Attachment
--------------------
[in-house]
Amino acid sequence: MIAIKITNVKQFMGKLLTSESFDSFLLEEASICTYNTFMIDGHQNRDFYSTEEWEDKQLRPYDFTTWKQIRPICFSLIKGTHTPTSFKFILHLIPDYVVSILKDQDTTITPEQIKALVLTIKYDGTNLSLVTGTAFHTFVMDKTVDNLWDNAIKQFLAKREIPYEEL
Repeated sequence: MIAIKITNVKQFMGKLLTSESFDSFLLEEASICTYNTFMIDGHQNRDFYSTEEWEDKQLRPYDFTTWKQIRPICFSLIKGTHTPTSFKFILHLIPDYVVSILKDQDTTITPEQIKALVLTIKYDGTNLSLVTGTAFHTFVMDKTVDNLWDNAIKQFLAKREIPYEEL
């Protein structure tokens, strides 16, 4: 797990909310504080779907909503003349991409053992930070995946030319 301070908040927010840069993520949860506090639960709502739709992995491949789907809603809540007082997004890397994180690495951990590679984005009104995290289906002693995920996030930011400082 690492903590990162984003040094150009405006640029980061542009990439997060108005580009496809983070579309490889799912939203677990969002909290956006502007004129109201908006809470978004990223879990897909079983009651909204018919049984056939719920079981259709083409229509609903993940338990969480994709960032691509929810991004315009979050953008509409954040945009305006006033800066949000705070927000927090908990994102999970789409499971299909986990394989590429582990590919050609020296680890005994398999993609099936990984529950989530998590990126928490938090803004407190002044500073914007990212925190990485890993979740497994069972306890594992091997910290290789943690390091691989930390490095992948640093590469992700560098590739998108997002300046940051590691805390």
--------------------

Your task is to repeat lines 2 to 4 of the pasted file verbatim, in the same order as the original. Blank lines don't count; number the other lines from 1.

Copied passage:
Amino acid sequence: MIAIKITNVKQFMGKLLTSESFDSFLLEEASICTYNTFMIDGHQNRDFYSTEEWEDKQLRPYDFTTWKQIRPICFSLIKGTHTPTSFKFILHLIPDYVVSILKDQDTTITPEQIKALVLTIKYDGTNLSLVTGTAFHTFVMDKTVDNLWDNAIKQFLAKREIPYEEL
Repeated sequence: MIAIKITNVKQFMGKLLTSESFDSFLLEEASICTYNTFMIDGHQNRDFYSTEEWEDKQLRPYDFTTWKQIRPICFSLIKGTHTPTSFKFILHLIPDYVVSILKDQDTTITPEQIKALVLTIKYDGTNLSLVTGTAFHTFVMDKTVDNLWDNAIKQFLAKREIPYEEL
């Protein structure tokens, strides 16, 4: 797990909310504080779907909503003349991409053992930070995946030319 301070908040927010840069993520949860506090639960709502739709992995491949789907809603809540007082997004890397994180690495951990590679984005009104995290289906002693995920996030930011400082 690492903590990162984003040094150009405006640029980061542009990439997060108005580009496809983070579309490889799912939203677990969002909290956006502007004129109201908006809470978004990223879990897909079983009651909204018919049984056939719920079981259709083409229509609903993940338990969480994709960032691509929810991004315009979050953008509409954040945009305006006033800066949000705070927000927090908990994102999970789409499971299909986990394989590429582990590919050609020296680890005994398999993609099936990984529950989530998590990126928490938090803004407190002044500073914007990212925190990485890993979740497994069972306890594992091997910290290789943690390091691989930390490095992948640093590469992700560098590739998108997002300046940051590691805390």